Add an action Timestamp:

PROBLEM 1: The Timestamp must be non-zero, e.g. 10; if I set it to zero the server throws “Security processing failed (actions mismatch) […] An error was discovered processing the <wsse:Security> header” and I do not know why.

Add an Signature action (it is for the client to sign the message with its private key, and for the server to use the client’s public key and verify the integrity of the message received). Select the client Keystore, select the Alias of the client, set the keystore Password, in Parts add Name Body with the Namespace of <soapenv:Body> which is http://schemas.xmlsoap.org/soap/envelope/ and Encode Content, and leave the rest default:
12

Add an Encryption action (it is for the client to encrypt the message with the server’s public key, and for the server to decrypt it with its private key). Select the client Keystore, select the Alias of the server, set the keystore Password, in Parts add the same as above, and leave the rest default:
13

PROBLEM 2: SoapUI is buggy and does not always seem to immediately pick my changes in the configurations, so I had to close and re-open it to pick my changes.

Now for decryption, go to Incoming WS-Security Configurations, add a configuration, e.g. incoming (the server will encrypt the SOAP response with the client’s public key, so this is for the client to decrypt that using its private key; and the server will sign the SOAP response with its private key, and the client will verify the signature of the message received using the server’s public key). Select the Decrypt Keystore, the Signature Keystore, and set the keystore Password:
14

PROBLEM 3: There is a bug with decryption in SoapUI 5.2.1, and I solved it by replacing the version of wss4j.jar as explained in this post:
bug2

Now, create the sample SOAP request (SoapUI already created a sample request), remove the <soapenv:Header> which we do not need, set your input parameters (e.g. CustomerNumber), add Basic authentication with the M3 Username and Password, select to Authenticate pre-emptively (optional), select the Outgoing WSS and Incoming WSS, and click Submit:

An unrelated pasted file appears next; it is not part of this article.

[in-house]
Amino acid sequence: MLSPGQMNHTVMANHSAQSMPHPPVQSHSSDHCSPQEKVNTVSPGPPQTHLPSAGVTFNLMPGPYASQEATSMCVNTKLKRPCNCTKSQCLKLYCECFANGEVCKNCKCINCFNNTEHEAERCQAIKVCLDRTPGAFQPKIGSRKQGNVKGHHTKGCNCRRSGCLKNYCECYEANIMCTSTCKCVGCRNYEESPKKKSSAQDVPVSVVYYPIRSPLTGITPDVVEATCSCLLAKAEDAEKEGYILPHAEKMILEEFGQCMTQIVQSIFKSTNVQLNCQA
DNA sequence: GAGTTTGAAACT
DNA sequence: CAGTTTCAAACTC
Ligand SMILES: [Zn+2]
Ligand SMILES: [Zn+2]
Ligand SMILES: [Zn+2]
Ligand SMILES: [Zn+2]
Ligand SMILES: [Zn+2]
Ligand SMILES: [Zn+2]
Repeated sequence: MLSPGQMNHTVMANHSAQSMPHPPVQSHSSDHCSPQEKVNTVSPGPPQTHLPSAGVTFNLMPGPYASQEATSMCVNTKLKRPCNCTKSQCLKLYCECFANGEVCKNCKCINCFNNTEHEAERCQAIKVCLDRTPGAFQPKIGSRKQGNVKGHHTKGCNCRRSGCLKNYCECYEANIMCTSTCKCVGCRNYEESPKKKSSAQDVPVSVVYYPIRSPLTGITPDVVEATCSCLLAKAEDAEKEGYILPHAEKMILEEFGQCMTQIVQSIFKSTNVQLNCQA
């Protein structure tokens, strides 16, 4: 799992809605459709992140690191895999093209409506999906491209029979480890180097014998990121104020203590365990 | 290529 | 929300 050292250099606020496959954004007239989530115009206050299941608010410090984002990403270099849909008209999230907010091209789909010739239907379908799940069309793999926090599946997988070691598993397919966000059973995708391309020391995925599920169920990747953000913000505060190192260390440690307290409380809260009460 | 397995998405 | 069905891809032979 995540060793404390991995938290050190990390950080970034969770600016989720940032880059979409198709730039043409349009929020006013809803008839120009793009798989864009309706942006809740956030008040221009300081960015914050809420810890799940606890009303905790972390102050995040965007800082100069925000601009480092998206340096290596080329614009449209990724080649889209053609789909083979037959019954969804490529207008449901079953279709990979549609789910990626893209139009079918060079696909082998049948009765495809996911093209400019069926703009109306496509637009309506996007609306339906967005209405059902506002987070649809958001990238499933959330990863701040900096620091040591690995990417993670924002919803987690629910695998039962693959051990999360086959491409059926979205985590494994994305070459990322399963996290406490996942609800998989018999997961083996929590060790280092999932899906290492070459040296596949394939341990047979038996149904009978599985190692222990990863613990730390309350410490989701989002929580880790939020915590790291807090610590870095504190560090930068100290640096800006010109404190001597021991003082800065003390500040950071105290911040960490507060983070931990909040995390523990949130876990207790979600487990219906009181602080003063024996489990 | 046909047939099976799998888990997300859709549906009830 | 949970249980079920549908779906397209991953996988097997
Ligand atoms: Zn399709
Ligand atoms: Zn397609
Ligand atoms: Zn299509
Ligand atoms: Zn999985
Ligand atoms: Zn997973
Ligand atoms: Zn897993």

15

The client will encrypt and sign the Body, the server will decrypt it and verify the signature, the server will execute the web service (e.g. CRS610MI.GetBasicData), it will encrypt and sign the response, and return it to the client.

Result

We now have the decrypted and verified SOAP response (e.g. CustomerName, CustomerAddress):
16

PROBLEM: Plain HTTP and authentication

My understanding of WS-Security is that by design it is an option to transport the message over plain HTTP. That scenario will occur when the message passes the TLS termination point and into proxies and gateways over plain HTTP. For that, we could securely set the M3 user/password in the SOAP header at <cred:lws> and add them to the Encryption and Signature actions. However, I tried it, and I removed the user/password from the HTTP Basic authentication, but MWS throws “401 Unauthorized […] WWW-Authenticate: Basic […] fault […] missing_credentials”:
bug

I found some old documentation from 2009 that sheds more light; maybe I have to use the Username Token instead; for future work:
doc126 doc127

Grid best practice

As a general best practice for the Grid, ensure the Configuration Manager > Routers > Default Router, has WWW Authentication Methods disabled for plain HTTP, and enabled for HTTPS only, to prevent sending user/password over plain HTTP:

Troubleshooting

Here are some tips for troubleshooting.

Use SoapUI’s six tabs of logs:
logs5

Set the MWS logs to DEBUG level:
logs
logs3

Set the MWS Debug Settings to create dump files of all the encrypted and signed SOAP requests (_IN.xml) and responses (_OUT.xml) in the MWS\dumps folder:
logs4
logs2

Set your SOAP client to use a proxy like Fiddler:
Fiddler_ Fiddler

Conclusion

That was my result of testing X.509 Token policy for M3 Web Services with SoapUI. It requires quite a good understanding of the public-key cryptography concepts (public-private keys, certificates, keystores, the dance between client and server, encryption, digital signatures), and it opened more questions than it answered.

Future work

I may work on the following in the future:

  • Implement a similar test client in Java
  • Upgrade the MWS server to stronger crypto
  • Call the web service over plain HTTP (instead of HTTPS)
  • Authenticate over plain HTTP (maybe Username Token, instead of Basic authentication or <cred:lws>)
  • Test MWS against WS-Attacker

That’s it.

Please subscribe, comment, like, share with your colleagues, write the next idea with us, or start your own blog.

More interfaces

If you need to integrate Infor M3 with any of the following interfaces, here are most of the interfaces with which I have worked in the past two years for which I have not posted anything on this blog yet, and for which I may be able to help you if you have questions (contact me here). For that, I used a variety of Enterprise Collaborator, Smart Office scripts, and other code.